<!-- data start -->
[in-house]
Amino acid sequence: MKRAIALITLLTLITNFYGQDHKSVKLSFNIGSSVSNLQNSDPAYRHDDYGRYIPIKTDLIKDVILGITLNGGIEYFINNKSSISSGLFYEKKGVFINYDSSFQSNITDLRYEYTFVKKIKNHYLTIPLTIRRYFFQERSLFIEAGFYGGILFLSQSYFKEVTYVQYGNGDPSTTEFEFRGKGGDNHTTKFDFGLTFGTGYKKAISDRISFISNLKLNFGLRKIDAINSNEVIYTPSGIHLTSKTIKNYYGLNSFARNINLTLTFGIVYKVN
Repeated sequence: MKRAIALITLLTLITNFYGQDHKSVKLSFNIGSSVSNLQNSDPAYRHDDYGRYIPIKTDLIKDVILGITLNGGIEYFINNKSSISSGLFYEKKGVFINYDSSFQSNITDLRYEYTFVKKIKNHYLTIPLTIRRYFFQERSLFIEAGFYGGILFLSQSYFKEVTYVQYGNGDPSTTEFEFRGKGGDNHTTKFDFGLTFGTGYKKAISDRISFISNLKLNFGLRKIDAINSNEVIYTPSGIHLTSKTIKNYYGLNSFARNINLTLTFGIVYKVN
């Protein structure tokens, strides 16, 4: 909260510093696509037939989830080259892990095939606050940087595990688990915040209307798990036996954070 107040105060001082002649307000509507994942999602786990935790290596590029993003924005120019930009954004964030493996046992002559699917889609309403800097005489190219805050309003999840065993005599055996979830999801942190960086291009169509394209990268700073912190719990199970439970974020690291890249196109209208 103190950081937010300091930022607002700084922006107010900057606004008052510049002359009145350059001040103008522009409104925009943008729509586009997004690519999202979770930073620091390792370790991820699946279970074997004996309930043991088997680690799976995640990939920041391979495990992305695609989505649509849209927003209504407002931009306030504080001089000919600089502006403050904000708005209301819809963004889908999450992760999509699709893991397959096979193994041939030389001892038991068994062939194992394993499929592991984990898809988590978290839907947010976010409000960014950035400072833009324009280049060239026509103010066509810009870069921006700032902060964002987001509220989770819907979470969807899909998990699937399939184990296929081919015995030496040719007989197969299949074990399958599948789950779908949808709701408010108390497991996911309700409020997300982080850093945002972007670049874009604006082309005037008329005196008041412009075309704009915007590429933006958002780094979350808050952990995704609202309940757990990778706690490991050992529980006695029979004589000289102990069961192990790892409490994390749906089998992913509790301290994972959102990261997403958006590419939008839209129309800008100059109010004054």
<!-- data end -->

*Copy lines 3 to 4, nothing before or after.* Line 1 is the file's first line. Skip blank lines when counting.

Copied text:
Repeated sequence: MKRAIALITLLTLITNFYGQDHKSVKLSFNIGSSVSNLQNSDPAYRHDDYGRYIPIKTDLIKDVILGITLNGGIEYFINNKSSISSGLFYEKKGVFINYDSSFQSNITDLRYEYTFVKKIKNHYLTIPLTIRRYFFQERSLFIEAGFYGGILFLSQSYFKEVTYVQYGNGDPSTTEFEFRGKGGDNHTTKFDFGLTFGTGYKKAISDRISFISNLKLNFGLRKIDAINSNEVIYTPSGIHLTSKTIKNYYGLNSFARNINLTLTFGIVYKVN
């Protein structure tokens, strides 16, 4: 909260510093696509037939989830080259892990095939606050940087595990688990915040209307798990036996954070 107040105060001082002649307000509507994942999602786990935790290596590029993003924005120019930009954004964030493996046992002559699917889609309403800097005489190219805050309003999840065993005599055996979830999801942190960086291009169509394209990268700073912190719990199970439970974020690291890249196109209208 103190950081937010300091930022607002700084922006107010900057606004008052510049002359009145350059001040103008522009409104925009943008729509586009997004690519999202979770930073620091390792370790991820699946279970074997004996309930043991088997680690799976995640990939920041391979495990992305695609989505649509849209927003209504407002931009306030504080001089000919600089502006403050904000708005209301819809963004889908999450992760999509699709893991397959096979193994041939030389001892038991068994062939194992394993499929592991984990898809988590978290839907947010976010409000960014950035400072833009324009280049060239026509103010066509810009870069921006700032902060964002987001509220989770819907979470969807899909998990699937399939184990296929081919015995030496040719007989197969299949074990399958599948789950779908949808709701408010108390497991996911309700409020997300982080850093945002972007670049874009604006082309005037008329005196008041412009075309704009915007590429933006958002780094979350808050952990995704609202309940757990990778706690490991050992529980006695029979004589000289102990069961192990790892409490994390749906089998992913509790301290994972959102990261997403958006590419939008839209129309800008100059109010004054």